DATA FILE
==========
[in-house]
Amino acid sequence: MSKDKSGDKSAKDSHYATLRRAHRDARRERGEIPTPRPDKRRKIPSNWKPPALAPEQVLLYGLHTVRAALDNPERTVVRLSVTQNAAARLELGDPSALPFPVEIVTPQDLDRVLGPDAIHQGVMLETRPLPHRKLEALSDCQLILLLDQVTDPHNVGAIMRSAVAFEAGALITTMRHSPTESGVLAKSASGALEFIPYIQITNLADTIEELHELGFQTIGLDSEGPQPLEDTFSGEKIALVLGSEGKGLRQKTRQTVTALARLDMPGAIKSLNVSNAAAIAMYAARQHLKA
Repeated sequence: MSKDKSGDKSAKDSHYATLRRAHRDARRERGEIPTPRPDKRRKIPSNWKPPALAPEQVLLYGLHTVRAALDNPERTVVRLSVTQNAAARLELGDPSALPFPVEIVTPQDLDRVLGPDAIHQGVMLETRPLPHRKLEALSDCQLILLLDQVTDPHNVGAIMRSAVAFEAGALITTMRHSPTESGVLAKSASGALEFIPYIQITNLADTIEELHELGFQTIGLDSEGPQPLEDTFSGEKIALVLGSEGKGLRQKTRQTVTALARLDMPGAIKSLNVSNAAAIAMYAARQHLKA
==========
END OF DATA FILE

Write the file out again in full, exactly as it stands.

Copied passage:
[in-house]
Amino acid sequence: MSKDKSGDKSAKDSHYATLRRAHRDARRERGEIPTPRPDKRRKIPSNWKPPALAPEQVLLYGLHTVRAALDNPERTVVRLSVTQNAAARLELGDPSALPFPVEIVTPQDLDRVLGPDAIHQGVMLETRPLPHRKLEALSDCQLILLLDQVTDPHNVGAIMRSAVAFEAGALITTMRHSPTESGVLAKSASGALEFIPYIQITNLADTIEELHELGFQTIGLDSEGPQPLEDTFSGEKIALVLGSEGKGLRQKTRQTVTALARLDMPGAIKSLNVSNAAAIAMYAARQHLKA
Repeated sequence: MSKDKSGDKSAKDSHYATLRRAHRDARRERGEIPTPRPDKRRKIPSNWKPPALAPEQVLLYGLHTVRAALDNPERTVVRLSVTQNAAARLELGDPSALPFPVEIVTPQDLDRVLGPDAIHQGVMLETRPLPHRKLEALSDCQLILLLDQVTDPHNVGAIMRSAVAFEAGALITTMRHSPTESGVLAKSASGALEFIPYIQITNLADTIEELHELGFQTIGLDSEGPQPLEDTFSGEKIALVLGSEGKGLRQKTRQTVTALARLDMPGAIKSLNVSNAAAIAMYAARQHLKA